If I sell 20 Lovelies for £2 profit each that is not as good as selling one Lovely for £42 profit.

Only consider wholesale if you enjoy repetitive making and can make a living from it.

Selling one expensive Lovely will take effort but selling 20 cheaper ones will not necessarily be easier.

So You Made It .

 You can do what you need to do to know whats going on and to make the right decisions.

It isn’t really such a big deal after all.

Now you will have to find something else to worry about.


18 thoughts on “Cardboard Box Economics

  1. 3dDave, says:

    Hi Dixie, in the “Get an accountant” section you mention that after a few months of having a business you contact the tax office and tell them you are a business, surely this may lead them to think you have operated for longer and not paid tax? For example if you bought materials to build a stock for your first ever venture, a craft fair then after a few months you registered and put in receipts which showed you bought them 3 months before you registered then it may be look like you have been operating for a while longer? Would the best advice be to register straight away or am I over reacting a tad?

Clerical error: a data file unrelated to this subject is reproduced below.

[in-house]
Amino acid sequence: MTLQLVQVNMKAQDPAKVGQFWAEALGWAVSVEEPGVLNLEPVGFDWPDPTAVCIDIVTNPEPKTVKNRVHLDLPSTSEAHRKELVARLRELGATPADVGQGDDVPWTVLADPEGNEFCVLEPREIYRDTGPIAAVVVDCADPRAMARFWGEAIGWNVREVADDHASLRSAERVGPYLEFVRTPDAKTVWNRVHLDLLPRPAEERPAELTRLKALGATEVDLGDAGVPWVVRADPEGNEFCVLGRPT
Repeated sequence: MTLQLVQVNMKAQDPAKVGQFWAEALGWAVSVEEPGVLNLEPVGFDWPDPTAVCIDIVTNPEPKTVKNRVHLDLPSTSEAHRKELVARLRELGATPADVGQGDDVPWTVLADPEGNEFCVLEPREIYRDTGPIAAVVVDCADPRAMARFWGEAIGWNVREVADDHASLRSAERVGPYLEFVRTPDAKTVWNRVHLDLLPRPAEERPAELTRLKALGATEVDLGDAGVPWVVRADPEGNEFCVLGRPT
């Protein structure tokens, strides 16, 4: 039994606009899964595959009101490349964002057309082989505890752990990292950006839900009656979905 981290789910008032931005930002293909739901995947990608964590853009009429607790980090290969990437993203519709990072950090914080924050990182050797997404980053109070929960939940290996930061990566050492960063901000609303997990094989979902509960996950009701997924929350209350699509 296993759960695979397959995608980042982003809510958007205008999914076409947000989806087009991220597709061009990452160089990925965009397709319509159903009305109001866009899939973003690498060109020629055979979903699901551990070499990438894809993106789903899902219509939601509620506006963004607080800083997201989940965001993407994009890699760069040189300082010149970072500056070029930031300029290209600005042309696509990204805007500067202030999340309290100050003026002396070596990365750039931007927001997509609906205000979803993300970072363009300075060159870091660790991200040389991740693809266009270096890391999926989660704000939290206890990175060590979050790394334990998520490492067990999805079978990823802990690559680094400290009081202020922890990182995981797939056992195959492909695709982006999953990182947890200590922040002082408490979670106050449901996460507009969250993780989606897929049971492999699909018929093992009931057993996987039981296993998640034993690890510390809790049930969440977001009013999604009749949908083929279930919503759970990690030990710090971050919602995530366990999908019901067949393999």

• Dixie Nichols says:

      Dave I take your point but the Tax people only want to know about you when you start making enough profit to pay tax I say keep your receipts but hold off registering until you have proof you have a business. Then talk to them, always talk to them.

      • 3dDave, says:

        Ok Dixie thanks very much for the reply, it’s just that as there are a few horror stories about the “Wrath of the taxman on easy targets” just lately that It makes us think as people considering a new start a craft business that we wouldn’t want to fall under the spotlight before we have even got started, but I take your reply on board, makes sense.